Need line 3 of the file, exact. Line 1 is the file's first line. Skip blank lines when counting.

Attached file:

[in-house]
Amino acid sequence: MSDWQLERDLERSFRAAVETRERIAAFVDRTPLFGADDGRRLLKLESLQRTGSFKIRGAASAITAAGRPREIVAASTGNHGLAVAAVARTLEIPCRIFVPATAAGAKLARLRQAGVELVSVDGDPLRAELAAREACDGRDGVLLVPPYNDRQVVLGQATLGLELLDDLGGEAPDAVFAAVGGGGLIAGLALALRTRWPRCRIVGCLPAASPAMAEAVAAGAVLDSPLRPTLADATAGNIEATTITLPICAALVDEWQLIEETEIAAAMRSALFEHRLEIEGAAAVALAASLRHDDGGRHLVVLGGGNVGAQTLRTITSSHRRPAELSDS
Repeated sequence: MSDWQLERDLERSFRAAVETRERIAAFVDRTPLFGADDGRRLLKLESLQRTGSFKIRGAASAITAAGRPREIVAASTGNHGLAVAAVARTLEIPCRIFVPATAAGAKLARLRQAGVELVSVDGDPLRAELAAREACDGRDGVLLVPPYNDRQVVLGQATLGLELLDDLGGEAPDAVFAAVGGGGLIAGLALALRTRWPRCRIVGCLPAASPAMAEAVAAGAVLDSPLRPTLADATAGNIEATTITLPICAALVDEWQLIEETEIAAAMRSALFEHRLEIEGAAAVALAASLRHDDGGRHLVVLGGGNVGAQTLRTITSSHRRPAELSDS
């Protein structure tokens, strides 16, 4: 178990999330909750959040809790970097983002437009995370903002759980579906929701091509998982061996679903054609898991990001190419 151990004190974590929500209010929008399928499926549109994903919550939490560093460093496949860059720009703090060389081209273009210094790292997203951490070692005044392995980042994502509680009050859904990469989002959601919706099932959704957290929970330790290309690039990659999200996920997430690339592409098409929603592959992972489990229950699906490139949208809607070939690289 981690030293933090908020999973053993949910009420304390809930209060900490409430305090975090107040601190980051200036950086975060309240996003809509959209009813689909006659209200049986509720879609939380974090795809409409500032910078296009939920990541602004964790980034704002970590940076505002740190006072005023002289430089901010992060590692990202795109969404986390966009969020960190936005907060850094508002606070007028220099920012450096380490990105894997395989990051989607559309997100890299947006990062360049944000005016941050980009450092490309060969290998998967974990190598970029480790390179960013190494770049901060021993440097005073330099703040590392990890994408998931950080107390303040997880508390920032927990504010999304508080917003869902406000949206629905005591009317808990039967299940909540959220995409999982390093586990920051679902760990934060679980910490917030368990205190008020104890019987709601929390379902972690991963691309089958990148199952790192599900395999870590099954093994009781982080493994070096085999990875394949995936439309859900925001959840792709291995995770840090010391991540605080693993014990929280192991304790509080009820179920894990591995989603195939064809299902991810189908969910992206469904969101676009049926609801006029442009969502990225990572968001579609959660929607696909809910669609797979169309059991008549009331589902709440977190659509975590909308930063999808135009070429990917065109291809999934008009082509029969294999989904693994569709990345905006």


Repeated sequence: MSDWQLERDLERSFRAAVETRERIAAFVDRTPLFGADDGRRLLKLESLQRTGSFKIRGAASAITAAGRPREIVAASTGNHGLAVAAVARTLEIPCRIFVPATAAGAKLARLRQAGVELVSVDGDPLRAELAAREACDGRDGVLLVPPYNDRQVVLGQATLGLELLDDLGGEAPDAVFAAVGGGGLIAGLALALRTRWPRCRIVGCLPAASPAMAEAVAAGAVLDSPLRPTLADATAGNIEATTITLPICAALVDEWQLIEETEIAAAMRSALFEHRLEIEGAAAVALAASLRHDDGGRHLVVLGGGNVGAQTLRTITSSHRRPAELSDS